Zach LaVine’s knee-management schedule about to be tested

LaVine paced himself in early-season back-to-backs, often sitting out one of the games. But his surgically repaired left knee continues to look stronger, as does his game. With the schedule picking up the next few weeks, he will be tested once again.

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Zach LaVine

Bulls coach Billy Donovan has held his share of odd jobs, including a short stint on Wall Street as a stockbroker.

One area he never dabbled in, however, was the medical field. He wasn’t about to start Saturday.

The Bulls’ schedule condenses again in the next few weeks. It started with back-to-backs Saturday against the Mavericks at the United Center and Sunday against the Hawks in Atlanta.

Back-to-backs have been guard Zach LaVine’s kryptonite when it comes to the load management with his left knee, so Donovan was asked about his upcoming playing schedule.

‘‘I say this respectfully: I am not involved in this,’’ Donovan said. ‘‘I’m communicating, but I have no medical background to give any sense of advice.’’

Of the four games LaVine has sat out this season to rest the knee, three of them were the first games of back-to-backs. The fact he played against the Mavericks was a sign he might be able to go against the Hawks, but the Bulls likely won’t know that until Sunday.

Where it gets a bit trickier is Dec. 20-21, when the Bulls have a back-to-back against the Heat and Hawks as part of four games in six nights.

‘‘A lot of this will depend on how [LaVine] feels coming out of this game, the flight, Sunday morning,’’ Donovan said. ‘‘Certainly, it’s on the table for him to play. I think, as I mentioned, he wants to play. That’s always his mentality. We’ll get feedback from him [and] the medical guys and then go from there.’’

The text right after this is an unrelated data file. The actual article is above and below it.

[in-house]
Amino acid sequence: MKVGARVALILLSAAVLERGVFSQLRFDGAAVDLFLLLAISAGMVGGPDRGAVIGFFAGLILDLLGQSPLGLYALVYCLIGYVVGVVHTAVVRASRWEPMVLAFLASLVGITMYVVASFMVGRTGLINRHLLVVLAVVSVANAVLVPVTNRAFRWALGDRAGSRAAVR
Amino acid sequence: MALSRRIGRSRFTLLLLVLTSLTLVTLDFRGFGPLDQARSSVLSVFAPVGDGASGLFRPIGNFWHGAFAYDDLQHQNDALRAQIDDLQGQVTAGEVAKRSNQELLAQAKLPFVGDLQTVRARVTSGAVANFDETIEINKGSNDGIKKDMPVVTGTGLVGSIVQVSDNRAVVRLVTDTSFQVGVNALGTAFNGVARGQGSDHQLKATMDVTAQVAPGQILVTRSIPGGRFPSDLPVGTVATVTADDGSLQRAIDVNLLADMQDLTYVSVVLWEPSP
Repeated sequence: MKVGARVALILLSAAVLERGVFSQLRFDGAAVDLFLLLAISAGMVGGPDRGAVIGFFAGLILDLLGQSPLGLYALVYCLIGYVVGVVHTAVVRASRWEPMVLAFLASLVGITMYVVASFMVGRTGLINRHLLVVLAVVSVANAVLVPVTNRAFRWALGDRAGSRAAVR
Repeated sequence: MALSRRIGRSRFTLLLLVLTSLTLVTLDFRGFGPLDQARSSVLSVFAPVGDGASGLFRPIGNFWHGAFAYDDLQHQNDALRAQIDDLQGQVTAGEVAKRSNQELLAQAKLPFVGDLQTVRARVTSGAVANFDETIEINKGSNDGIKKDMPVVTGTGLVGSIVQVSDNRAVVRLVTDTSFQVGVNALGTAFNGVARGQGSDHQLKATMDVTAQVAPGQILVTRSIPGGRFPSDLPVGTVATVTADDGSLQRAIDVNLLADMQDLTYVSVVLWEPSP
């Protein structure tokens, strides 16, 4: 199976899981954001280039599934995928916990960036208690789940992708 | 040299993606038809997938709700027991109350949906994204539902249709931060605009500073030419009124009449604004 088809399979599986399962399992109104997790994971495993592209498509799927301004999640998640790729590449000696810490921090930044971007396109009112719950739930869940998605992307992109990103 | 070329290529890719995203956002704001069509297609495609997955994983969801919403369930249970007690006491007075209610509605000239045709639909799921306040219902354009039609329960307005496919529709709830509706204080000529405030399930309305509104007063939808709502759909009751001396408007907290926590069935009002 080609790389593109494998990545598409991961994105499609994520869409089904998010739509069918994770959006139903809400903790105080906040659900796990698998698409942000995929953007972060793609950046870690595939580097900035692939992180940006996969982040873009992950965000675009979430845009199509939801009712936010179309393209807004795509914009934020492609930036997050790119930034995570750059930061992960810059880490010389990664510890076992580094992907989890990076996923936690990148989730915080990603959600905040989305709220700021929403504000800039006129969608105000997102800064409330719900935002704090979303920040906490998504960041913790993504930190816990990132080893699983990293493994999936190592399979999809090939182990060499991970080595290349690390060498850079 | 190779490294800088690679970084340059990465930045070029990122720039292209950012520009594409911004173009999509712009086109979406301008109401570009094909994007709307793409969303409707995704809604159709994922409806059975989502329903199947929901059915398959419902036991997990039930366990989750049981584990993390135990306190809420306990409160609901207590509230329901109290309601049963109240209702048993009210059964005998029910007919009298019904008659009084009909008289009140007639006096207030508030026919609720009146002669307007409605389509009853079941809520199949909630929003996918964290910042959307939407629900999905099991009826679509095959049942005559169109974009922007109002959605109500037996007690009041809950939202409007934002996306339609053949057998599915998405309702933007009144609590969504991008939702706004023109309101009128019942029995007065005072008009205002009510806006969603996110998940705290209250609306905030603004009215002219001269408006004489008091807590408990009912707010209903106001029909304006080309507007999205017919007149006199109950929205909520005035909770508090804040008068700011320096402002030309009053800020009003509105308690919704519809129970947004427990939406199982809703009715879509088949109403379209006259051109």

LaVine has been searching for a rhythm to his game and seems to have found one in the last week. He entered the Bulls’ 144-115 rout of the Mavericks averaging just less than 30 points in his last three games and scored 11 points in the first quarter. He finished with 16 in 27 minutes.

Donovan said he sees LaVine continuing to find his way in the Bulls’ new-look offense and gaining more confidence in the knee.

‘‘I think for Zach, before I got here, there was so much on his plate because he was the sole creator,’’ Donovan said. ‘‘Bailing us out on late-shot situations, the ball was kind of always in his hands.

‘‘It was an abnormal offseason for him [because of the knee surgery]. And then even coming into training camp, he was trying to get his legs under him. I wouldn’t say we’re asking him to play differently — we want him to be who he is — but I think everybody in here knows we’ve got to take more three-point shots. He’s the one guy that can change that. . . .

‘‘[But] the one thing about Zach is he has a good heart about doing what’s right for the team. If guys are open, he’s going to pass the ball.’’

Minute man

Hard-nosed guard Alex Caruso has seen his minutes increase since becoming a starter after the Bulls’ loss Nov. 30 in Phoenix, but the coaching staff still is keeping an eye on how much he plays in an effort to protect him from himself.

‘‘We’re trying to get him off [the floor] a little bit earlier and be conscientious of his minutes and what it looks like at the end of the game,’’ Donovan said. ‘‘But I think he’s done a nice job with that [starting] group.’’

Caruso suffered a bruised lower back in the first quarter Saturday and missed the rest of the game. He already has been ruled out of the game Sunday against the Hawks.

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